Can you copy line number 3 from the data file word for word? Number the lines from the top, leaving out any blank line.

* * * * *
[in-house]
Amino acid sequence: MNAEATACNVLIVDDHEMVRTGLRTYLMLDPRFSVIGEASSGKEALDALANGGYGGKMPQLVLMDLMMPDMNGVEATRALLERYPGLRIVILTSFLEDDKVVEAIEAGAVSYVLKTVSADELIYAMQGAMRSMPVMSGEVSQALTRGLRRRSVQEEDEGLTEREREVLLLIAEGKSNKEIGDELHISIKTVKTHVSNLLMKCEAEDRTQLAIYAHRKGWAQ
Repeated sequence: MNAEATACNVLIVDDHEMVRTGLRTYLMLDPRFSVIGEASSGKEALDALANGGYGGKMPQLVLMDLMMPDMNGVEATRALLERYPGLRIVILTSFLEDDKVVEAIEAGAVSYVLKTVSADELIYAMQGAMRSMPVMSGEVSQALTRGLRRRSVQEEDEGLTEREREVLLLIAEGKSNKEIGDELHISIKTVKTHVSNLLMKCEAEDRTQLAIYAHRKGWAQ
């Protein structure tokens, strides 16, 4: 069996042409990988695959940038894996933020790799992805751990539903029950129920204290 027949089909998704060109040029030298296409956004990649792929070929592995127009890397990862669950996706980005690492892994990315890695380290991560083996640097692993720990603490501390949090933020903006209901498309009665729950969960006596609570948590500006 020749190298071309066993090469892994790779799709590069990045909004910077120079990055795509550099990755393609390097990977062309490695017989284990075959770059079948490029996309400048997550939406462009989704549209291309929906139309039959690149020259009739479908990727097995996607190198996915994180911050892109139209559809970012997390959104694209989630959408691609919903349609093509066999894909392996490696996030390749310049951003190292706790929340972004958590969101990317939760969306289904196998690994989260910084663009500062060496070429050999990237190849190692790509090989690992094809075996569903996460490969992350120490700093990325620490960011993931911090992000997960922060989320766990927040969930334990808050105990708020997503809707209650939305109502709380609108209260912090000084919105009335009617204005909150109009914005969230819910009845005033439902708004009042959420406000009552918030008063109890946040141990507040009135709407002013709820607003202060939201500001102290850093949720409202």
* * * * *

Repeated sequence: MNAEATACNVLIVDDHEMVRTGLRTYLMLDPRFSVIGEASSGKEALDALANGGYGGKMPQLVLMDLMMPDMNGVEATRALLERYPGLRIVILTSFLEDDKVVEAIEAGAVSYVLKTVSADELIYAMQGAMRSMPVMSGEVSQALTRGLRRRSVQEEDEGLTEREREVLLLIAEGKSNKEIGDELHISIKTVKTHVSNLLMKCEAEDRTQLAIYAHRKGWAQ